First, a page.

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In this photo from 2011, Simon Phillips, a ranger who patrols Loch Raven, is shown at the reservoir. Officials of the Baltimore City Department of Public Works are issuing a reminder that swimmers can be prosecuted and fined $1,000 for swimming in the Loch Raven, Prettyboy and Liberty reserviors, and also face drowning risks. Last year, the department issued 222 citations. (File photo by Gabe Dinsmoor / Baltimore / June 22, 2012)

It may be cool, it may be refreshing and it's certainly tempting ... but it's illegal.

No matter how warm it gets, swimming in the reservoirs in Baltimore County is not allowed.

With temperatures hitting near 100 over the past few days, the Baltimore City Department of Public Works — which oversees and operates the Loch Raven, Prettyboy and Liberty reservoirs — is reminding people that those caught swimming can be charged with trespassing and face a $1,000 fine and a criminal record.

Officials say that in 2011, there were 222 citations issued for illegal swimming.

A release from the public works department notes that, "The three reservoirs offer beautiful scenery with opportunities for biking, hiking, bird watching, boating and fishing. Reservoirs, however, are not safe for swimming and doing so can lead to tragedy."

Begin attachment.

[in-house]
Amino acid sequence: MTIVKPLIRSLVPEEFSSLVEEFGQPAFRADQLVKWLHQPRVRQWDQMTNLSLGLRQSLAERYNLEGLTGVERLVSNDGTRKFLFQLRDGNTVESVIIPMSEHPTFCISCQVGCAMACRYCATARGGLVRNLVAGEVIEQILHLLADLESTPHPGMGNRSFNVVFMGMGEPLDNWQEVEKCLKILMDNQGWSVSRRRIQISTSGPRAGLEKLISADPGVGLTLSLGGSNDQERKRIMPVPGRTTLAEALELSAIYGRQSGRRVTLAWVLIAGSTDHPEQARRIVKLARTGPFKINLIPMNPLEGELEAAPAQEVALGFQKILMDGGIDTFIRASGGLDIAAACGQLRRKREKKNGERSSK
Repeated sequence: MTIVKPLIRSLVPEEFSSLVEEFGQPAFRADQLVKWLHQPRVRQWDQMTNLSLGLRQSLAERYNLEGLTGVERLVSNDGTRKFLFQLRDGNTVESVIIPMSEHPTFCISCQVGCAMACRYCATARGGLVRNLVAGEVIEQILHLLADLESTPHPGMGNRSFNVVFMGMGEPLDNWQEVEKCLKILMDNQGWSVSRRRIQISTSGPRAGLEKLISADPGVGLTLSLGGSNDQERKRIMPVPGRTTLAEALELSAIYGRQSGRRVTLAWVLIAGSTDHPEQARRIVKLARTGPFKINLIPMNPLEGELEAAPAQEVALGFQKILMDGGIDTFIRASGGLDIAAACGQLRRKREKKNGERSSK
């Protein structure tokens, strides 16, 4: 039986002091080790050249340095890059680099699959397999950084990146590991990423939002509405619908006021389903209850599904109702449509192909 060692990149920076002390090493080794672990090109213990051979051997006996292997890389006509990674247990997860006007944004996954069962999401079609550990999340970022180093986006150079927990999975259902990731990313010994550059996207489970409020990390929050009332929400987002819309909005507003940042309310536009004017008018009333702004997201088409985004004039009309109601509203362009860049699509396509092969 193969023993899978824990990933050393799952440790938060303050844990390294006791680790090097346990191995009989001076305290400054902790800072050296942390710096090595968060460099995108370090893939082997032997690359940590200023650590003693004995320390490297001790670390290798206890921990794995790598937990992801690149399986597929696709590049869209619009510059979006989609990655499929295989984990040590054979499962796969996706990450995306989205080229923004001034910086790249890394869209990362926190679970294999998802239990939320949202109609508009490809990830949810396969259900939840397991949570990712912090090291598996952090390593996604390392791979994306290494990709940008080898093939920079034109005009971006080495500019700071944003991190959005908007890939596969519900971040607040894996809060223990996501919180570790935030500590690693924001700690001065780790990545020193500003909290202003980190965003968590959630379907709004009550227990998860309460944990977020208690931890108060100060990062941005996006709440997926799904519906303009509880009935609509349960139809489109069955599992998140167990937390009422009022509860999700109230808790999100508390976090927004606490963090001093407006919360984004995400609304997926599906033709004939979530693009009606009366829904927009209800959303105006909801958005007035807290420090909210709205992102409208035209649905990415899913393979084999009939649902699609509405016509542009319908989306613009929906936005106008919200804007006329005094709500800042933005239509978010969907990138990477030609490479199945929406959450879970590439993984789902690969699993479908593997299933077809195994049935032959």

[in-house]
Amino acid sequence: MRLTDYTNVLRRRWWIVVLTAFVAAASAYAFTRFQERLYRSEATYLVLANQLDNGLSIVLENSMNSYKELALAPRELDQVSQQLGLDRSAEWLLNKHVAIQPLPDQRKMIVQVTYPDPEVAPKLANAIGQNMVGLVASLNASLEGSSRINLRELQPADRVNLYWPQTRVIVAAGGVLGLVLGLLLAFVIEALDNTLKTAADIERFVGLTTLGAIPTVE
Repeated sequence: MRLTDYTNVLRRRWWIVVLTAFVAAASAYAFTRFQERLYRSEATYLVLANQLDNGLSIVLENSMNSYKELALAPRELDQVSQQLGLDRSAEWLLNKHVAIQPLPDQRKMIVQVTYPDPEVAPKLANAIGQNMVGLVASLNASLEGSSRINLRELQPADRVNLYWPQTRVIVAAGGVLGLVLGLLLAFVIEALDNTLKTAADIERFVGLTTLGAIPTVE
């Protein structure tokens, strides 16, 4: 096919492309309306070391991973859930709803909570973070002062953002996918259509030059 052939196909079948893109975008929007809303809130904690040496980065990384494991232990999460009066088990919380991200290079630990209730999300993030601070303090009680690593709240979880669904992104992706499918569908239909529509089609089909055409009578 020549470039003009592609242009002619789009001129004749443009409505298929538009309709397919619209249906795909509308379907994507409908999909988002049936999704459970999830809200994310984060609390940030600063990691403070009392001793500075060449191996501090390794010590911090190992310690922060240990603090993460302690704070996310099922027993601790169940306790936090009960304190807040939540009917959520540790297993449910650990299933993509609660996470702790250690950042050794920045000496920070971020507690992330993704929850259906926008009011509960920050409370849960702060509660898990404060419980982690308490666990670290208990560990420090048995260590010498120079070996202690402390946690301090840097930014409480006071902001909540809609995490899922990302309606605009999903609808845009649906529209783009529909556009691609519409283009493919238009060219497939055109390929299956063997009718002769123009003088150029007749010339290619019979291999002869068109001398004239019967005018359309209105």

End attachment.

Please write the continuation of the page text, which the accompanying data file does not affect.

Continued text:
The department noted that the reservoirs have rapid drop-offs, currents, hidden rocks and branches. Also, officials said, temperatures in the deep area drop quickly, and diving into them can actually even lead to hypothermia, even in summer temperatures.

"No Swimming" warning signs are posted at each of the three reservoirs and also at Druid Lake, Lake Montebello and Lake Ashburton.

All three reservoirs are patrolled by DPW's Environmental Police — full-time police officers with full authority to arrest violators. Violators can be fined up to $1,000 and jailed.

The department noted that drownings have occurred at the reservoirs. In 2010, three young people died in three separate incidents within six weeks.

The department noted that when enjoying the reservoirs, parents should supervise children at all times, and should make sure older children are aware of the dangers and legal consequences of swimming in the reservoirs.

To reach reservoir police officers, dial 911 and request the "Environmental Police."

While the reservoirs are off-limits, you can click here for information about public beaches in Baltimore County.